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The evening of Thursday, October 5, 2017 was an All Balanchine program of the New York City Ballet. At the Koch Theater, the repertoire consisted of Square Dance, La Valse, and Cortege Hongrois. These three dances featured just a small range of the choreography that its founder, George Balanchine, created decades ago and to this day are staples of the company.

Square Dance

The ballet's name is misleading to me because there were only subtle but nor overt semblances of a square dance formation or costumes. Nonetheless, Mr. Balanchine must have had a reason for the name. Principal dancers Megan Fairchild and Anthony Huxley were the royals of Square Dance. y commanded the corps, or as I saw it, the lords and ladies of the ball with their exceptional presence. The simplistic costumes of pink tights and leotard allowed me to imagine a more glamorous ensemble for this role. Arcangelo Corelli and Anthony Vivaldi's music moved Ms. Fairchild's feet and legs with ardor. From her pique circle to numerous entre chat quatres, the violins' ferocious strings set her exquisite technique apart from the rest. Even though each dancer wore the same costume, you could easily spot her onstage amongst the dozen corps de ballet dancers.

The corps appeared at times tedious and stiff. There was a lack of seasoned refinement in the timing of major portions of the choreography. On the other hand, Mr. Huxley danced to a beautiful ballad with grace and abandon. He led with his chest proudly and showcased the soft landing that only a Balanchine trained dancer could exhibit in his petit allegro. Overall, I was extremely pleased with the casting of the principal dancers and I look forward to the corps continuing to keep up with standards Mr. B's choreography demands.

La Valse

I wanted to see glamour and I got it. This ballet has its female dancers wearing long white satin gloves, jewel encrusted bodices and necklaces, and diaphanous tulle skirts that reveal a plethora of colors within them. Even though, Serge Diaghilev rejected the score by Maurice Ravel for being "untheatrical", I totally disagreed. The music was instrumental in creating the various scenes. Sterling Hyltin was the quintessential woman in white who was both horrified and fascinated by the dark stranger who entered from The Shadows. Balanchine's choreography was more theatrical than technical, which Ms. Hyltin utilized to help me understand this ballet. The mad whirl of waltzes with male partners sweeping ladies to and fro was reminiscent of Mr. B's Vienna Waltzes with the exception that in this ballet, Ms. Hyltin is destroyed and dragged from the scene after her sinister encounter. What I enjoyed the most was the partnership and chemistry of Ms. Hyltin and her partner, principal dancer, Jared Angle. Nevertheless, Balanchine's choreography and story displayed that that evil could overpower and thus destroy. Fortunately, the next ballet's presence was less macabre.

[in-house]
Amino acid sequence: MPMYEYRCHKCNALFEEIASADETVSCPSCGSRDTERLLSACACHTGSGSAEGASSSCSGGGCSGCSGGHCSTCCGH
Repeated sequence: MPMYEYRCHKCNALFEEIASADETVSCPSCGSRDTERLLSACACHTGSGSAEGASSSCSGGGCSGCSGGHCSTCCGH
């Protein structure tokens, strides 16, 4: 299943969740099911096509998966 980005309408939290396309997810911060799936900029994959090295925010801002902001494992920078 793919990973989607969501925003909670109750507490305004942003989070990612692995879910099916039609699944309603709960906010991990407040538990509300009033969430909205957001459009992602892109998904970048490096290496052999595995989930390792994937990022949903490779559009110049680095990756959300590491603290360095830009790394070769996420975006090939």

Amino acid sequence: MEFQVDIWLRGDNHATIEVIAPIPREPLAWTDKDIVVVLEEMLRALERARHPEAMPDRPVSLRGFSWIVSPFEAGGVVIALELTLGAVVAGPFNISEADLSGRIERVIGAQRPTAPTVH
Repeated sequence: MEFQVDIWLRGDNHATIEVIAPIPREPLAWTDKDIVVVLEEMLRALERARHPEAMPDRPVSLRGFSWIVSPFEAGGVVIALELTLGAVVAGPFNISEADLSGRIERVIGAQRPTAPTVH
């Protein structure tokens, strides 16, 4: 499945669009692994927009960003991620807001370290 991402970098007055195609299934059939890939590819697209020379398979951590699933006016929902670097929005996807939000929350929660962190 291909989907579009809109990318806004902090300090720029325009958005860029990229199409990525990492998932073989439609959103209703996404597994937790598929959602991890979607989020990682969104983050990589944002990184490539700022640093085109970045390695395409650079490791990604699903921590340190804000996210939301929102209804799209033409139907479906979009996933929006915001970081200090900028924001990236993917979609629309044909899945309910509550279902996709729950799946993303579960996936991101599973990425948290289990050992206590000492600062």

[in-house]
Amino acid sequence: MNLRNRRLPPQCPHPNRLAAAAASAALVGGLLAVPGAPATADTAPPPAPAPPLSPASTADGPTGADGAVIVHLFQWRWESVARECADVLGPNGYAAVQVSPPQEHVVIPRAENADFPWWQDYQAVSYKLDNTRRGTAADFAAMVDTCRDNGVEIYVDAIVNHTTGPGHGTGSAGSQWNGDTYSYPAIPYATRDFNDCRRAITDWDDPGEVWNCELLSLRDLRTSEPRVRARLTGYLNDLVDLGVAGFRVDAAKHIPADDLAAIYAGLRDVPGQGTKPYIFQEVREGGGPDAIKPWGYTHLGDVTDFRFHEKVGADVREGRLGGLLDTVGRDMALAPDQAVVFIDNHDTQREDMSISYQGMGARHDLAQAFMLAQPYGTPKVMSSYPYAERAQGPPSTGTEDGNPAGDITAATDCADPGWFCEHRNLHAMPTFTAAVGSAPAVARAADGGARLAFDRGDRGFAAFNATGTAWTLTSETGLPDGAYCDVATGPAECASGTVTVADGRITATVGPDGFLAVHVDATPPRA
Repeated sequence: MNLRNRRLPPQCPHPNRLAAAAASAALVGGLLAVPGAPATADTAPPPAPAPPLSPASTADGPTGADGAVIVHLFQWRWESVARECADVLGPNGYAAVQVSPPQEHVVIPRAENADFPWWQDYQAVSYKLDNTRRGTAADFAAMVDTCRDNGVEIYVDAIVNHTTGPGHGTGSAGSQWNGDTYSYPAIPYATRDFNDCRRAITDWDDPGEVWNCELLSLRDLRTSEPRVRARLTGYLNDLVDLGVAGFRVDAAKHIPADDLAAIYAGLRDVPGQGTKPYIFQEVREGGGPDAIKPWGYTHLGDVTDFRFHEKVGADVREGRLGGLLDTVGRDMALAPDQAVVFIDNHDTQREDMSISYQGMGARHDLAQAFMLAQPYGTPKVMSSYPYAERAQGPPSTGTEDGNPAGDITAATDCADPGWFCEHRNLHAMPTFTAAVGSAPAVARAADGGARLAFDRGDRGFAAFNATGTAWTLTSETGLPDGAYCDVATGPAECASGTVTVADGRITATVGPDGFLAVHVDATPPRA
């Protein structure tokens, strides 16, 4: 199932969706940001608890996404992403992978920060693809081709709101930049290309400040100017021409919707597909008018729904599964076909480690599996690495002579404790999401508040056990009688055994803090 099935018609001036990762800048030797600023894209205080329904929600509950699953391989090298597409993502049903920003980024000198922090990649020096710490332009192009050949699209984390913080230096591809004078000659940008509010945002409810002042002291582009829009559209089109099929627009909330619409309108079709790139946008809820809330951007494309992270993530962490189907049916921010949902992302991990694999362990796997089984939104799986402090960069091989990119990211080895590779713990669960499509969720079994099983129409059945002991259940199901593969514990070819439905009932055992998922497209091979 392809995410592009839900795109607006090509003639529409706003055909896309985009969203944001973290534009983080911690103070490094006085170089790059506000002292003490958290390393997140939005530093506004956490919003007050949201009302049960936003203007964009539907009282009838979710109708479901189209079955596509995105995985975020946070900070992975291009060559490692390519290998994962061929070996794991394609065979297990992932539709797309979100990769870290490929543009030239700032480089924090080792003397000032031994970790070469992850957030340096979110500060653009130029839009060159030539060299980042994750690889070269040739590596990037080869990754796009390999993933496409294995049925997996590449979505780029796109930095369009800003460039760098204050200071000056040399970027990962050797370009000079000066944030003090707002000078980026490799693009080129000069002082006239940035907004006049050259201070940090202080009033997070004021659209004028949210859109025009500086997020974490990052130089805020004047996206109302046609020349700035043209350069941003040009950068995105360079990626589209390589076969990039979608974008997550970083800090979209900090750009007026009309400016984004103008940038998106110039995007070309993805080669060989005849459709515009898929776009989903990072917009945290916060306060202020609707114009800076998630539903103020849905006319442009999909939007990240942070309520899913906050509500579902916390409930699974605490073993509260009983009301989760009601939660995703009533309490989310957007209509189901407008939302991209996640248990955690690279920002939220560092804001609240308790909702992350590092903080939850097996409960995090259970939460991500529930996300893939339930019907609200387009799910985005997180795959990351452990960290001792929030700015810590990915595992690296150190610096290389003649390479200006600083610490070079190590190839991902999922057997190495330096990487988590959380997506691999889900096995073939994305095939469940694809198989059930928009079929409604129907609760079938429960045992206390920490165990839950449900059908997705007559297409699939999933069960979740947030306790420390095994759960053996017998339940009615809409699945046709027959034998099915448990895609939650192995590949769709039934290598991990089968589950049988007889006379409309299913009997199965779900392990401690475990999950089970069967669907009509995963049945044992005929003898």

Cortege Hongrois

Classical Russian choreography a la Balanchine style to Alexander Glazounov's Raymonda music. This was the highlight of this program due to the principal dancer, Sara Mearns. In a classical tutu, she was the ballerina of the night. Ms. Mearns was poised and handled the challenging classical choreography with ease. Principal dancer, Tyler Angle, was her partner and they were equally matched. Ms. Mearns' balance was unwavering as were her promenades en pointe. What a strong woman who has the ability to diversify her dance styles to match the role! As the reviewer, I was very pleased to see such a well-executed pas de deux filled with outstanding technique and personal touch. The other half of this ballet incorporated Hungarian czardas character dancing. The echo of the bells on the costumes alerted the audience to the festivities that take place in Eastern Europe. All the port de bras effaces of the Hungarian ladies were right on the mark-both classical yet gypsy. Such a wonderful performance that packed so much elegance and power into one.

This evening's star was the repertoire of the late George Balanchine. The continuation of artistic director, Peter Martins, leadership to maintain Mr. Balanchine's life's work on today's dancers is invaluable. The challenges for some dancers and the natural refinement from others will be important for the future of Mr. B's artistic legacy. This is why New York City Ballet is one of the premiere companies in the world.

Photo Credit: Michael Lidvac

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